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Yehia Mortagy discusses recovery for Egypt

In his lecture, “Egypt: Recent Past, Present and a Road to the Future,” Yehia Mortagy, professor of information technology and decision sciences, gave insight into the country’s history, economy and current crisis. His talk Monday in the President’s Dining Room also sparked conversation about how the nation can move forward now that the crisis has settled. / photo by Victoria Castaneda

Blake Humphrey
Staff Writer

The young people of Egypt could no longer take the high unemployment rate and the depressing economic situation, which led to anger and revolt throughout the country.

Egypt’s current situation may not have been foreseen by many, but Yehia Mortagy, who shared his knowledge in his lecture, “Egypt: Recent, Present, and Road to the Future,” feels the recent events have been building up for an extended period of time.

About 50 faculty, staff and students attended the Monday lecture in the Presidents Dining Room.

“The youth of Egypt revolted due to no jobs, in a highly educated society,” Mortagy, professor of information technology and decision sciences, said.

The people Mortagy spoke of are not a radical group, but a group of educated frustrated citizens concerned with their future.

Although there was no leader of the revolt, Egypt’s young people were joined by some of the country’s business people, who were also frustrated with Egypt’s failing economic situation.

Mortagy also spoke about corruption, explaining that it is hard for Egypt’s citizens who make $2 a day not to resort to corrupt activities.

Mortagy’s lecture was serious, but he managed to keep his presentation fairly light hearted.

“The lecture was very interesting and current,” said Phillip Hofer, director of the international and study abroad center, said.

“It is very helpful to have someone from Egypt speak on the events that are happening there.”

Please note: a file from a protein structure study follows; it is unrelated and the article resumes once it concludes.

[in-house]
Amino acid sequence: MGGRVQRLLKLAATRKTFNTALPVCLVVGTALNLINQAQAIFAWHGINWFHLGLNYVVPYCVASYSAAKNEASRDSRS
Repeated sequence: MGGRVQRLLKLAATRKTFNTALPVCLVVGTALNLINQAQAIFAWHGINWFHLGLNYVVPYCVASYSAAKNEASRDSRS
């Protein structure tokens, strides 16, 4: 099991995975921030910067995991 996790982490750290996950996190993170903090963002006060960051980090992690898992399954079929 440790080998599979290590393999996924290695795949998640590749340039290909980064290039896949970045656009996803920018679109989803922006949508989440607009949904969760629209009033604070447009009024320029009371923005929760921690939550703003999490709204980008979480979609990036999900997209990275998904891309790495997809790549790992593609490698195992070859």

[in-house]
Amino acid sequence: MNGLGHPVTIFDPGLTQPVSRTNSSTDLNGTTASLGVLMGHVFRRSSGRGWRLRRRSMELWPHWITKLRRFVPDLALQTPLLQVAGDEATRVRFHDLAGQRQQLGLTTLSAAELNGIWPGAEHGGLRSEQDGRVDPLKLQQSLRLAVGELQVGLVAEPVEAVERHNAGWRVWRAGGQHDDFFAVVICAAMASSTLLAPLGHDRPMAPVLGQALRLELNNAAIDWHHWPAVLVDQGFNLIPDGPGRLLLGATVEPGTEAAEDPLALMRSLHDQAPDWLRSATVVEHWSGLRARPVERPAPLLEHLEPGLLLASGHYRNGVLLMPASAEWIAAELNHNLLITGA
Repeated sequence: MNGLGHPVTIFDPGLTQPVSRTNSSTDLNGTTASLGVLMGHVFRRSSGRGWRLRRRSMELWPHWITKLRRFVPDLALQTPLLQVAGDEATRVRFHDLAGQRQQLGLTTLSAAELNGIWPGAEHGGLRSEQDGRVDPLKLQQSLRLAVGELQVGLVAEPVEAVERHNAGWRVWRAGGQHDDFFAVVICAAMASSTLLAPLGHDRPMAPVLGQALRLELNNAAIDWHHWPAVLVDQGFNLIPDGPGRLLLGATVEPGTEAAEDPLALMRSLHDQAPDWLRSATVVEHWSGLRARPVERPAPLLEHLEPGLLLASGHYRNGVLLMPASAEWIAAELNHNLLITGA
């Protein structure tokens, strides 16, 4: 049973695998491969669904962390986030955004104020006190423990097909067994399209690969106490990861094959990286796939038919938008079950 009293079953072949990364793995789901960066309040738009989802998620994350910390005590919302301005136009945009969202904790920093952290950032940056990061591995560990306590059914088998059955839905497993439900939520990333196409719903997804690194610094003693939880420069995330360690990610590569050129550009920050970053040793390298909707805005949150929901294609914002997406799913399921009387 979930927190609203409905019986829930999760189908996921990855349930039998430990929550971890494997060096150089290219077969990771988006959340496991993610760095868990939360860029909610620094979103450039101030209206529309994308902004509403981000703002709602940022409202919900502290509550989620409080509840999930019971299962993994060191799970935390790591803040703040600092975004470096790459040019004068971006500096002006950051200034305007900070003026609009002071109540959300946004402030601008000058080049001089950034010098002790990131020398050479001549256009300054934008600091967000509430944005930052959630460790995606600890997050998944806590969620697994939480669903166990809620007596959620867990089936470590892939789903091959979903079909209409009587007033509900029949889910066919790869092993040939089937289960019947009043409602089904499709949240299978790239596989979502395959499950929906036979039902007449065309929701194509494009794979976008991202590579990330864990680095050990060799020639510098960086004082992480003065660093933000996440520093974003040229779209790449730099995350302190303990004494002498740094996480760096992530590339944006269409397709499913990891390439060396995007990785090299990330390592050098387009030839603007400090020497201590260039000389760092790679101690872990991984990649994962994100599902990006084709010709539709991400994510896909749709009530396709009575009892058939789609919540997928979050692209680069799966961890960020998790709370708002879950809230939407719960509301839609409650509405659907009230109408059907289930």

Hofer shared his ideas and opinions during the lecture, as did many other attendees.

Ahmed Ispahani, professor of business and economics, was optimistic about Egypt’s future.

“Egypt can once again be one of the most prosperous countries in the Middle East because of their rich history, tourism, highly educated citizens and the fact that Egypt is second in aid from the United States,” Ispahani said.

Though he added: “Corruption is the main source of the economic hardship, which continues to be common in developing and underdeveloped countries,” Ispahani said.

Mortagy pointed out that major changes need to be made in government, media and military.

Mortagy said he feels Al Jazeera plays an extremely important role for media in the Middle East.

This media reports accurate news, which shows what is really happening in the Middle East.

Governmental corruption is a key reason for restructuring both the executive and legislative branches in Egypt, Mortagy said.

“I thought it was instructive that he gave a historical background that led to the current situation, and he provided a possible future plan for his homeland, Egypt,” said Al Clark,associate vice president for academic affairs.

He added that he would like to know more about military involvement in Egypt’s present and future, as well as how corruption can be resolved in Egypt.

Blake Humphrey can be reached at blake.humphrey@laverne.edu.

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